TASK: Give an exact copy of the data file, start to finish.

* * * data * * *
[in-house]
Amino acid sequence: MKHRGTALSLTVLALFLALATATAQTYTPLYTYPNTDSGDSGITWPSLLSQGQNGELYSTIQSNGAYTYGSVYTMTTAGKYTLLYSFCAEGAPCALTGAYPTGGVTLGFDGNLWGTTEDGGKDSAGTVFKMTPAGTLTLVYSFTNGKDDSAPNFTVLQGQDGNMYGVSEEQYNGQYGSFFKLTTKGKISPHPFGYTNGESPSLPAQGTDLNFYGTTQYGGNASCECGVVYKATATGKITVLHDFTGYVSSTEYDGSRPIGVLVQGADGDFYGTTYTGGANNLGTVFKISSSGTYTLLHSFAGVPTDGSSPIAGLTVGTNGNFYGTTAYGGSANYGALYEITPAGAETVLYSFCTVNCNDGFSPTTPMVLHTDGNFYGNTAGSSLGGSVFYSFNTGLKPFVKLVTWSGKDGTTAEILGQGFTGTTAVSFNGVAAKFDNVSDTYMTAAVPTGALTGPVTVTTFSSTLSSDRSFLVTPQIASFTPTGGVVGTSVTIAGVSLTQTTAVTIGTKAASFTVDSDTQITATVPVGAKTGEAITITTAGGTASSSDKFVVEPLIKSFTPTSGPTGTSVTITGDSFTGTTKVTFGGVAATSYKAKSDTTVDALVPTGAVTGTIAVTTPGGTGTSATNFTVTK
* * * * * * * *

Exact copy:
[in-house]
Amino acid sequence: MKHRGTALSLTVLALFLALATATAQTYTPLYTYPNTDSGDSGITWPSLLSQGQNGELYSTIQSNGAYTYGSVYTMTTAGKYTLLYSFCAEGAPCALTGAYPTGGVTLGFDGNLWGTTEDGGKDSAGTVFKMTPAGTLTLVYSFTNGKDDSAPNFTVLQGQDGNMYGVSEEQYNGQYGSFFKLTTKGKISPHPFGYTNGESPSLPAQGTDLNFYGTTQYGGNASCECGVVYKATATGKITVLHDFTGYVSSTEYDGSRPIGVLVQGADGDFYGTTYTGGANNLGTVFKISSSGTYTLLHSFAGVPTDGSSPIAGLTVGTNGNFYGTTAYGGSANYGALYEITPAGAETVLYSFCTVNCNDGFSPTTPMVLHTDGNFYGNTAGSSLGGSVFYSFNTGLKPFVKLVTWSGKDGTTAEILGQGFTGTTAVSFNGVAAKFDNVSDTYMTAAVPTGALTGPVTVTTFSSTLSSDRSFLVTPQIASFTPTGGVVGTSVTIAGVSLTQTTAVTIGTKAASFTVDSDTQITATVPVGAKTGEAITITTAGGTASSSDKFVVEPLIKSFTPTSGPTGTSVTITGDSFTGTTKVTFGGVAATSYKAKSDTTVDALVPTGAVTGTIAVTTPGGTGTSATNFTVTK